Cryptocurrency payments have been frozen across India due to a lack of clarification between cryptocurrency exchanges and the National Payments Corporation of India, which controls the United Payments Interface (UPI).
This month, the Indian government is taxing profits from the transfer of any virtual assets, such as Bitcoin. Surojit Chatterjee, the product manager at Coinbase, made an unexpected announcement, which resulted in an unanticipated fallout in the Indian crypto market, according to Bloomberg.
Within three days of the incident, Coinbase suspended rupee transactions to its trading app over UPI. Coinbase wasn’t the only one that suffered a setback.
Since its announcement, at least four additional cryptocurrency trading platforms have either banned rupee deposits or had banks and payment gateways withdraw support for money transfers onto their platforms.
- The company’s chief product officer, Chatterjee, informed the audience at a Coinbase Global Inc. conference in Bengaluru, India, on April 7 that crypto investors will now be able to move funds to the country’s local exchange using the country’s online retail payments system.
- The central bank-backed the National Payments Corporation of India which handles the United Payments Interface said it was “not aware” of any crypto trade using the network hours after Chatterjee’s revelation.
- Coinbase has banned rupee transfers to its trading app via UPI within three days of the incident. This meant that Coinbase customers have no way of funding their accounts with rupees, dealing a blow to its expansion plans in India.
- “We are committed to working with NPCI and other relevant authorities to ensure we are aligned with local expectations and industry norms,” a spokesperson for Coinbase said in a statement to Bloomberg on April 11, referring to the National Payments Corporation of India, which operates UPI.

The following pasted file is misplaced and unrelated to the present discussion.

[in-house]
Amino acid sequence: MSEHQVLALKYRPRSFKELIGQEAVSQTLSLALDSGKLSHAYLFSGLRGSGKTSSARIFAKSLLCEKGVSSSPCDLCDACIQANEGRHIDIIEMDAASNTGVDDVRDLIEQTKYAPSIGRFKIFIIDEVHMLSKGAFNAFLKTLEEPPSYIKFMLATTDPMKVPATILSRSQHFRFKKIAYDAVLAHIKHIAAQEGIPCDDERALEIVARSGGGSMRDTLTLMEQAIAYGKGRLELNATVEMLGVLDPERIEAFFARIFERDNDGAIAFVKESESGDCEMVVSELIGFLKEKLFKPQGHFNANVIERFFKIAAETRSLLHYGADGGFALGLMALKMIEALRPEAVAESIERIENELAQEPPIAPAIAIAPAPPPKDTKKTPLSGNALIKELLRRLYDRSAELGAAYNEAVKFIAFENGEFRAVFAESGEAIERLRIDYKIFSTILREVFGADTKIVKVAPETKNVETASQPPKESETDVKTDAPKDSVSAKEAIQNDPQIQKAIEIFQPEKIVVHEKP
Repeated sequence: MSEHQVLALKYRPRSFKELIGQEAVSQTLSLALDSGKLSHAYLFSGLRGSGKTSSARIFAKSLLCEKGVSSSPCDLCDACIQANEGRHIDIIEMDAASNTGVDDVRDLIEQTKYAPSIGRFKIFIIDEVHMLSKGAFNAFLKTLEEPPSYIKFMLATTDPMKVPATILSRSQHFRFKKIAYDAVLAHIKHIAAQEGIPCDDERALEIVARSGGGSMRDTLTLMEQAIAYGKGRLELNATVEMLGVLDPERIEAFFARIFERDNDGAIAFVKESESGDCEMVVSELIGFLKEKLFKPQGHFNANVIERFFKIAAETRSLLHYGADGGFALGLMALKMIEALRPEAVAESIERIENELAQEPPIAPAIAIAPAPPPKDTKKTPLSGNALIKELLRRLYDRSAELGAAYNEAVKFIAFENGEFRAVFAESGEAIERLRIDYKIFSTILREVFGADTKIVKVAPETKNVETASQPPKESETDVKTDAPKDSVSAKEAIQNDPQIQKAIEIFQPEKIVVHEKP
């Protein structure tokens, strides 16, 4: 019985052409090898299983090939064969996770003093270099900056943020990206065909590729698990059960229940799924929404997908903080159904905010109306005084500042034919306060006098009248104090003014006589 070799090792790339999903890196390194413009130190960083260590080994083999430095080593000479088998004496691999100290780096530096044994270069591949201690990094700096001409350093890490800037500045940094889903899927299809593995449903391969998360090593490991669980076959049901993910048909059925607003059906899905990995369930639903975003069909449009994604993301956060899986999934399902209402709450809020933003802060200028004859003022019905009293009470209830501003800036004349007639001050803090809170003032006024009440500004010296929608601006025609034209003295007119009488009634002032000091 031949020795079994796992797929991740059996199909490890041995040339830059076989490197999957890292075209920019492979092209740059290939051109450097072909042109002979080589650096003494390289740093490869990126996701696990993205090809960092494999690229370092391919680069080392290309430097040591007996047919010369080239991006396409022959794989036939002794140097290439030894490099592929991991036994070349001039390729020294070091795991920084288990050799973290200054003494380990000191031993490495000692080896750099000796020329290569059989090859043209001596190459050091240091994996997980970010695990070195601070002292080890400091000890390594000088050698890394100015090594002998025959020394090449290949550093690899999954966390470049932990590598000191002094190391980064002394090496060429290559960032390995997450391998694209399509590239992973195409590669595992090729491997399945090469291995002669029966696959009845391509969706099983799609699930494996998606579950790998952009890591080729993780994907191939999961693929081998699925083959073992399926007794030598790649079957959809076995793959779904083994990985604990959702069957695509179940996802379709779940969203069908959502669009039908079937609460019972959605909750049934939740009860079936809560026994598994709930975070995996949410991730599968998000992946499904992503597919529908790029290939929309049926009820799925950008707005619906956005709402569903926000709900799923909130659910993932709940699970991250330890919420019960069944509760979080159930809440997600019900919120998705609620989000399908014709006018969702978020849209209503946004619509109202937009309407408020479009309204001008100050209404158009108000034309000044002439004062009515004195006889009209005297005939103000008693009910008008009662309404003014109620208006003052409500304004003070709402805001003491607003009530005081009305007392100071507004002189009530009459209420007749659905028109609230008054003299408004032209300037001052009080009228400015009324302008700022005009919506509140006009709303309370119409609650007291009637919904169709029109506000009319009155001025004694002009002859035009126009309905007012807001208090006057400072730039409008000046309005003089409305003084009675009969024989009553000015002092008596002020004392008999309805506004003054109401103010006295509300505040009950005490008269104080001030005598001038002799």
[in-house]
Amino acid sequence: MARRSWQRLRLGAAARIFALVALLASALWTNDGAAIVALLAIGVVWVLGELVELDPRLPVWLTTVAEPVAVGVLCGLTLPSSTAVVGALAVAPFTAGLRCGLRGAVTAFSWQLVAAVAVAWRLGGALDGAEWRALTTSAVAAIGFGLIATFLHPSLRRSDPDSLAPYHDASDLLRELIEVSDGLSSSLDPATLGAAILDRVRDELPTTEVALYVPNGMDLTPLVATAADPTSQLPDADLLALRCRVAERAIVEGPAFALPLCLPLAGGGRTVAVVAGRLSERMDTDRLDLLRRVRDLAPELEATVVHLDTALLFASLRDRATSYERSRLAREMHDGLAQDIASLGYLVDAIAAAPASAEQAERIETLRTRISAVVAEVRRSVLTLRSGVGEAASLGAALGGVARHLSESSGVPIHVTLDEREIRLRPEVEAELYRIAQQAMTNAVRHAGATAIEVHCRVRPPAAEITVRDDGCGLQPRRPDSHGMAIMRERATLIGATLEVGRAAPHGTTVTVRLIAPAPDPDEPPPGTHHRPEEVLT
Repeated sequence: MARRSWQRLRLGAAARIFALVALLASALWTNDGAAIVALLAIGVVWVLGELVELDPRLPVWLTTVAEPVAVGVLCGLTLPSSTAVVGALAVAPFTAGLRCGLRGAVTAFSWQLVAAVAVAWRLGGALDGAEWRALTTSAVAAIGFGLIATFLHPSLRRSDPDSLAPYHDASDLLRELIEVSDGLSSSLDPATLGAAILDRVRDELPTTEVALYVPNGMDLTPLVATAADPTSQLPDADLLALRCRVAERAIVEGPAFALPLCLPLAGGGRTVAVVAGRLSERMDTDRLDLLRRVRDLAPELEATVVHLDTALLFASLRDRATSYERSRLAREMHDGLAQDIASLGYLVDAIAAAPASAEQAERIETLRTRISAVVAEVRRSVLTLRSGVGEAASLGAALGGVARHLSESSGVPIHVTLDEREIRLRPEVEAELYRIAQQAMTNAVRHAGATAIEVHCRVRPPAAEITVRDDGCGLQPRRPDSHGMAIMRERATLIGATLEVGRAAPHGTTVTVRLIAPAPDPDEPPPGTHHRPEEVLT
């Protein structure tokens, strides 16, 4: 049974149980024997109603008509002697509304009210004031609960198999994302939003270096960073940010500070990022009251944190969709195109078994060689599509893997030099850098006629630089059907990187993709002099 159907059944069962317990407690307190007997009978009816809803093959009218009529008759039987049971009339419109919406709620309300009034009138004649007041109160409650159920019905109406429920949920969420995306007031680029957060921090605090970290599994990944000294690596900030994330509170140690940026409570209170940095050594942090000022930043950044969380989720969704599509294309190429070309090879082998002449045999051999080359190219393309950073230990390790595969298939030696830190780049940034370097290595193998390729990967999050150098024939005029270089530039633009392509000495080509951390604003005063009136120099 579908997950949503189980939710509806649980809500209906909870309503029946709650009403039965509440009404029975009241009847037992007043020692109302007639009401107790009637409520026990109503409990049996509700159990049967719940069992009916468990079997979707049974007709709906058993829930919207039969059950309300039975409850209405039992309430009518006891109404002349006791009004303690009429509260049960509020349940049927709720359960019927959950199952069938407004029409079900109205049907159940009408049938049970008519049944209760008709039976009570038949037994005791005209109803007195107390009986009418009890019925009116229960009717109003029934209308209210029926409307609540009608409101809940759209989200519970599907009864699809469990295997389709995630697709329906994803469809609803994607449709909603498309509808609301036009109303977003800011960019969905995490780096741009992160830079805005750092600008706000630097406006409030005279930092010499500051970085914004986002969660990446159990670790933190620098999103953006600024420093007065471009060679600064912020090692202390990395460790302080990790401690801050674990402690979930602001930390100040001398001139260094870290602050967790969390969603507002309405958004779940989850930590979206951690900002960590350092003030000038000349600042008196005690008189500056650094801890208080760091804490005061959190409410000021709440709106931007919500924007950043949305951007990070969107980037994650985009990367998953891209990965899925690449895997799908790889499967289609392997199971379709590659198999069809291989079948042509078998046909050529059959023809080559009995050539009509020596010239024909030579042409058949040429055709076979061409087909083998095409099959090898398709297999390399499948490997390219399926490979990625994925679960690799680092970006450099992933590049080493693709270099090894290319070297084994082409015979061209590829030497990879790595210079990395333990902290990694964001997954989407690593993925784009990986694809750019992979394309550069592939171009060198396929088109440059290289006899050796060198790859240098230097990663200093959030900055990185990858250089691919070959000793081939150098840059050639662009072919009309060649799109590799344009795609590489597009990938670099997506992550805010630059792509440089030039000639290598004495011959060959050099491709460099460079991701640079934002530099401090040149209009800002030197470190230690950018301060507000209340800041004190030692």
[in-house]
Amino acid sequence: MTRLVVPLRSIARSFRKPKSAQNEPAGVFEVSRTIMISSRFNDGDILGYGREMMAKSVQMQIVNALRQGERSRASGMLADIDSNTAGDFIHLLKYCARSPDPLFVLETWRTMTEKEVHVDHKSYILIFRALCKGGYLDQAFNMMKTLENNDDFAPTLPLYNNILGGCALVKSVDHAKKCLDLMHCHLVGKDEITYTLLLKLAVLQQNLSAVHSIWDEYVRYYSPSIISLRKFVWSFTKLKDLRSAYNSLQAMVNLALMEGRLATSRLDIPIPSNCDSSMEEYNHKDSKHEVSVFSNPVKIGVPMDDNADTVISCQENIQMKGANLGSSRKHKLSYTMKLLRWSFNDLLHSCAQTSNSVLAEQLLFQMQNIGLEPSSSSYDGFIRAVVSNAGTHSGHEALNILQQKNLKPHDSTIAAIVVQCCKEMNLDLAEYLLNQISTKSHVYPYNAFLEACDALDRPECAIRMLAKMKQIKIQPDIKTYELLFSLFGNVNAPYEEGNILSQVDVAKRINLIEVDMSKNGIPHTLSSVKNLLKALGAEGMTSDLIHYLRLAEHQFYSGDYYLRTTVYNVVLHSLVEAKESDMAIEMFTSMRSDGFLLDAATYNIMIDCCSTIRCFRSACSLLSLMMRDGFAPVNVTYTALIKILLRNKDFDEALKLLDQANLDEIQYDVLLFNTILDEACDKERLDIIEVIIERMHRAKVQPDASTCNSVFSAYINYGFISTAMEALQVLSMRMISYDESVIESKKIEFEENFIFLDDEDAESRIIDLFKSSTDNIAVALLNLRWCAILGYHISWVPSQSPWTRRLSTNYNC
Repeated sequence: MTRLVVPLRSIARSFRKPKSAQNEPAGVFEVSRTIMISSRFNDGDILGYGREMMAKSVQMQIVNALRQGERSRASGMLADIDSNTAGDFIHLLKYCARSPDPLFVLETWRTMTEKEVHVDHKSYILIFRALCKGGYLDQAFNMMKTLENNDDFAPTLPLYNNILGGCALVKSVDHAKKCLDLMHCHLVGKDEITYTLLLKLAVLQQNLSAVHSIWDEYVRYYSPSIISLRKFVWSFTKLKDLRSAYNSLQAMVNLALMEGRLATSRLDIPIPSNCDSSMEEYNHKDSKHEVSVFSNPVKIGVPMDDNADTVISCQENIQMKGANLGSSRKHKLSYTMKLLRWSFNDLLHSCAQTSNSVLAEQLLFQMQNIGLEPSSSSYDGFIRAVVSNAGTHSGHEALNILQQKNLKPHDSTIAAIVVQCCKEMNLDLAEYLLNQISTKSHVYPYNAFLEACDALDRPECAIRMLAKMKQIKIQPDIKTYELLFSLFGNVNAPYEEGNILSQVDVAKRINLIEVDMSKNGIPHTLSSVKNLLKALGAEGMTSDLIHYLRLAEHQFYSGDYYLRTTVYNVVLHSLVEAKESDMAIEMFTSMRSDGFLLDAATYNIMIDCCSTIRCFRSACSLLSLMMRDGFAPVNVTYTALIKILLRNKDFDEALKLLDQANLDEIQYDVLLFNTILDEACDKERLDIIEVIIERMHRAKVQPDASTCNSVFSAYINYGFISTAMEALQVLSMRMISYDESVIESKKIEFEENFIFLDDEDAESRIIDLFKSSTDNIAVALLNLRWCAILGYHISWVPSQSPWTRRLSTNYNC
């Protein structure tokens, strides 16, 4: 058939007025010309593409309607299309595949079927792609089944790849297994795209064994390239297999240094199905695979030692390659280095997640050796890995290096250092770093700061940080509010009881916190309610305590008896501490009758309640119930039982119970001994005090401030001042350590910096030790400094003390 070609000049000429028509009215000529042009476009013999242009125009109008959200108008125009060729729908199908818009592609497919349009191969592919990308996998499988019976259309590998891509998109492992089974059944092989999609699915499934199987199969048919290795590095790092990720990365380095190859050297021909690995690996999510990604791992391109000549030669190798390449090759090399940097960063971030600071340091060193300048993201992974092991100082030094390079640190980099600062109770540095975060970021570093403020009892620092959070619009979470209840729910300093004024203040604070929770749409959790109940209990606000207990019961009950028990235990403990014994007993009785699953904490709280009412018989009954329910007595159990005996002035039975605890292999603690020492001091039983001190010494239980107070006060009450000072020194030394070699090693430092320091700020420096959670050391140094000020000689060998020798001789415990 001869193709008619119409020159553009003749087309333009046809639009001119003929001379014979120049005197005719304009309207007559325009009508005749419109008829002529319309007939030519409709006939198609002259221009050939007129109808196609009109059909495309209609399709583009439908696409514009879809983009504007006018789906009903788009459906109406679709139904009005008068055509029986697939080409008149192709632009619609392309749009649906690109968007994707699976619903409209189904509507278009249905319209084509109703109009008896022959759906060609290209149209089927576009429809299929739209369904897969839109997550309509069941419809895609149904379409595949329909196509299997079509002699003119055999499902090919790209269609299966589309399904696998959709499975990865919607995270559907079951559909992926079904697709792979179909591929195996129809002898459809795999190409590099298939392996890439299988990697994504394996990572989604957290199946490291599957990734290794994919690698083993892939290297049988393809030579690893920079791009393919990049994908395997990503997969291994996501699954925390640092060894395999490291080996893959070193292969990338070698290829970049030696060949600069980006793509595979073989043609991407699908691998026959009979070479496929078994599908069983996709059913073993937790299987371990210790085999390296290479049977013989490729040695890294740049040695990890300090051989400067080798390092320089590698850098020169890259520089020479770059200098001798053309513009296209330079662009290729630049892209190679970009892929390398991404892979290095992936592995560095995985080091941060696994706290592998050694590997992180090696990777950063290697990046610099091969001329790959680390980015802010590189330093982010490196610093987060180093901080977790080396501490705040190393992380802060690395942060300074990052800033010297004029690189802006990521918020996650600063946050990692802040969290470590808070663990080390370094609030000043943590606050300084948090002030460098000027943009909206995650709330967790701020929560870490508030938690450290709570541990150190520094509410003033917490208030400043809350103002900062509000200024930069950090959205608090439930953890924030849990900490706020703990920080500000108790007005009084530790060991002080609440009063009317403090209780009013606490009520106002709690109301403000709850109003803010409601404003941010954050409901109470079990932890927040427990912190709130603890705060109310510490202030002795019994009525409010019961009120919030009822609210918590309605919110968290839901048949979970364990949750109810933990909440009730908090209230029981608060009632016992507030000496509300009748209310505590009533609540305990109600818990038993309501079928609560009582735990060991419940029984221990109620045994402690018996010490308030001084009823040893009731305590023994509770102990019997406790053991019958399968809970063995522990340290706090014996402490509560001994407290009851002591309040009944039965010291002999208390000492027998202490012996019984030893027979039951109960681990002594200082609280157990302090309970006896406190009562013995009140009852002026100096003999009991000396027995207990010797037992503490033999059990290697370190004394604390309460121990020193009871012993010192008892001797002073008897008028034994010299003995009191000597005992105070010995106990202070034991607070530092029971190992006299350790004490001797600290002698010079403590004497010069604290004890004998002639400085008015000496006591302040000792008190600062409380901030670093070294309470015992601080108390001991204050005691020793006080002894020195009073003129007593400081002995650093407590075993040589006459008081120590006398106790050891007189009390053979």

Notably, two other exchanges had lost support for rupee deposits from a payment service provider before the incident.
What you should know
- The National Payments and Settlements Institute (NPCI), founded by the central bank and the Indian Banks’ Association, is an umbrella body for retail payments and settlements in the 1.4 billion-person country. Requests for comment were not returned.
- The Economic Times reported on April 12 that CoinSwitch Kuber, a Bengaluru-based cryptocurrency exchange, had temporarily stopped taking rupee deposits via UPI and other banking channels. An emailed request for comment from CoinSwitch went unanswered.
- Crypto-trading firms in India have had an uneasy relationship with banks and payment services providers since 2018 when the central bank issued a directive to lenders to stop working with digital asset companies.
- While the Supreme Court in 2020 reversed that directive, some banks remained hesitant to work with the crypto sector — in part because top officials at the Reserve Bank of India have kept calling publicly for cryptocurrencies to be banned.
- Investors can also engage in peer-to-peer trading, where transfers of fiat are handled directly between the counterparties, although that represents a small share of the market in India.
Nairametrics reported that the Indian government also plans to tax cryptocurrencies and NFTs as the country moves closer to recognizing cryptocurrencies as legal tender. This is according to Nirmala Sitharaman, Minister of Finance and Corporate Affairs of India, while delivering the country’s annual budget.